Alben: Ensuring public safety requires delicate balance
By G. Michael Dobbsnews@thereminder.com
SPRINGFIELD – Col. Timothy Alben, superintendent of the Massachusetts State Police, said that in a post-Boston Marathon bombing world ensuring the public’s safety at large events is “a delicate balance.”
He told an audience at Western New England University (WNE) on Feb. 20, “There are certain risks when we bring large numbers of people together.” Alben added the goal is to “suppress that risk.”
The Holyoke native, East Longmeadow resident and graduate of WNE spoke for about one hour on the events leading up to the bombing on April 15, 2013 and how the terrorist suspect was captured. Alben said he had to exercise caution about speaking about the suspects because of the pending legal proceedings.
What he said helped prepare the law enforcement community in the Commonwealth deal with the bombings were previous events, specifically the 2004 Democratic Convention in Boston and various sports championships. During these events the State Police and municipal police have formed friendships and relationships that allow for better communication and collaboration, he explained.
Alben said the two largest events in Boston annually are the marathon and the Boston Pops July Fourth celebration. The latter attracts 600,000 people and shuts down Storrow Drive, he explained. Since the terrorist attacks on Sept. 11, 2001, those events have helped law enforcement understand “there is great liability when that many people are in one space.”
What the marathon represented was a “perfect storm” for potential terrorist attacks, Alben said. The Boston Red Sox game at nearby Fenway Park with 37,000 fans overlaps the peak of the marathon runners crossing the finishing line, he explained.
The Boston Marathon “would be a perfect target,” he said. Alben added that in our area the St. Patrick’s Day parade in Holyoke could also be considered a potential target because of the number of people it draws.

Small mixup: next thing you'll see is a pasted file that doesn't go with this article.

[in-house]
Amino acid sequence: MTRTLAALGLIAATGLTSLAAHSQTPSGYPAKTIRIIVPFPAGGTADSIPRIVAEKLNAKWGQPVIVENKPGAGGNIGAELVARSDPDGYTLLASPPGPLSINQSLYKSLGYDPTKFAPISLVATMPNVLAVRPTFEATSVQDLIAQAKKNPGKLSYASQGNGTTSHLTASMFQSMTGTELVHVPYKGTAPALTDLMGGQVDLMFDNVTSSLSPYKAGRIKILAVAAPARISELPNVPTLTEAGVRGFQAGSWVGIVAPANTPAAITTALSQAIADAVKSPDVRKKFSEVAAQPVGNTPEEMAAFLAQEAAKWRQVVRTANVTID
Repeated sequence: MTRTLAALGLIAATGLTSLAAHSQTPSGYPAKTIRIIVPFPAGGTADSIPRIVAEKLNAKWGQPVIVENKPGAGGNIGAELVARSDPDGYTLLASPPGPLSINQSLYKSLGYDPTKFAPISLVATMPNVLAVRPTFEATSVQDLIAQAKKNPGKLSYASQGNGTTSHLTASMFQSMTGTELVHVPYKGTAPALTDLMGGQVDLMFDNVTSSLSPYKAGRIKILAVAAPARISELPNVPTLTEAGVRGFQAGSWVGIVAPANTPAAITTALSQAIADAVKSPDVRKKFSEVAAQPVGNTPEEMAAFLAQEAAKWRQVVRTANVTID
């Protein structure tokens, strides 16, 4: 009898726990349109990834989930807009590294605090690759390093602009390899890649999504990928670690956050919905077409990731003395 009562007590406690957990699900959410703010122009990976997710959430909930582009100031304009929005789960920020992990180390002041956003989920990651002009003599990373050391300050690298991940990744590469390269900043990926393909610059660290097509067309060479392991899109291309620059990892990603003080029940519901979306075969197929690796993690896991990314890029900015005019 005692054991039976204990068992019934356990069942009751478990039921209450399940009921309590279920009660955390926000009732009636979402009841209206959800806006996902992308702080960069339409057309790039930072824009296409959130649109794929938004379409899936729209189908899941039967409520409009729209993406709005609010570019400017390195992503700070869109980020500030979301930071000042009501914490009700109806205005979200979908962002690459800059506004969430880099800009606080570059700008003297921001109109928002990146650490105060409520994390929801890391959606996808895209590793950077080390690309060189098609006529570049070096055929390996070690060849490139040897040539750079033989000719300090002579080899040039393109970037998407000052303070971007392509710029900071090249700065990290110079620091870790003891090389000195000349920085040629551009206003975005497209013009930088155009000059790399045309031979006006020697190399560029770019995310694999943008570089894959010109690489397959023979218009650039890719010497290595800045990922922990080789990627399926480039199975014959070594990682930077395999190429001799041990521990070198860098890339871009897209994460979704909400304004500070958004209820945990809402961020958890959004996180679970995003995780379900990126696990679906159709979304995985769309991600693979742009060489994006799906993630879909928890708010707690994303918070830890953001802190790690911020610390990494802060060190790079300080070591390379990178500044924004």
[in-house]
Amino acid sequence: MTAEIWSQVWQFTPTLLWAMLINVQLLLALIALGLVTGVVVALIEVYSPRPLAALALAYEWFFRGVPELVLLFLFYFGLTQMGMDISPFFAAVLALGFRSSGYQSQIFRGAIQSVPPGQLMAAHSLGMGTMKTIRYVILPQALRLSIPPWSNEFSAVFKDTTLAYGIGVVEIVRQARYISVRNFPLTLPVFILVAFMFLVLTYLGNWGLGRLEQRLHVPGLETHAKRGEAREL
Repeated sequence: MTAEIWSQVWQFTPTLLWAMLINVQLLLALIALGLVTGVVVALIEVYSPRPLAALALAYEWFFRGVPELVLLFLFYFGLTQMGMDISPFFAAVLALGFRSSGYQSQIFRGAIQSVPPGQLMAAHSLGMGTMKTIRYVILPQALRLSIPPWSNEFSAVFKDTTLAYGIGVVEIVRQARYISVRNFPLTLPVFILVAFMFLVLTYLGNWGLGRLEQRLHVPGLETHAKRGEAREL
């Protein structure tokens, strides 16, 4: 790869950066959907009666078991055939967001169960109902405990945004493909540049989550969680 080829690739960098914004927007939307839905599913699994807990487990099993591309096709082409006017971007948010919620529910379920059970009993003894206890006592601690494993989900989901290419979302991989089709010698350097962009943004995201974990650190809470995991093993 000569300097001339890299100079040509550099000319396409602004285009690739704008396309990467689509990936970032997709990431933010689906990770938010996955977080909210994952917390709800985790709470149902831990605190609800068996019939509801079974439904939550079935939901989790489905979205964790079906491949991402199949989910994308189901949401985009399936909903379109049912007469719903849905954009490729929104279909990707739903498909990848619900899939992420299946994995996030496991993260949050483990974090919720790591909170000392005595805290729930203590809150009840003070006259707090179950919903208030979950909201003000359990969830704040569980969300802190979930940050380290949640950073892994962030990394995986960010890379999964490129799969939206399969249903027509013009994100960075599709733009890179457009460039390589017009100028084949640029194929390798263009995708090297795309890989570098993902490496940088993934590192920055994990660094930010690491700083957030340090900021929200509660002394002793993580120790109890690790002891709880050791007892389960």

Alben said there is traditionally a heavy law enforcement presence in Hopkinton because it was thought the start of the race with the runners gathered could pose a more attractive place for an attack.
Speaking of the security there, Alben said, “There’s a lot you won’t see.”
No one anticipated bombs being brought to the finish line in backpacks, he said.
He praised the training and the experience of Boston police, who were in charge of the security for the last two miles of the race and noted the work done by the emergency medical technicians on the scene.
“Not a single person taken to a hospital died,” he said.
He described the investigation that followed as a “massive, massive undertaking” and said the crime scene was “horrific.”
The 14-block area was cordoned off in Boston as members of law enforcement “collected every single speck of material on the street,” Alben said.
A call to the public for photos and video yielded many images and Alben said the public was the “third party” in this investigation, something he sees as a trend for the future.
Alben said that closing down of the transportation system and asking businesses to stay closed was another “ask” made by law enforcement and the cooperation was “overwhelming.”
Alben said he was struck while watching videos of the marathon the people assembled at the finish line were “having a good time.” He said that many people pictured didn’t look around them and that it’s clear the public has to be more vigilant at events such as this one.
“[It’s] one of the things we have to get into the American psyche,” he said.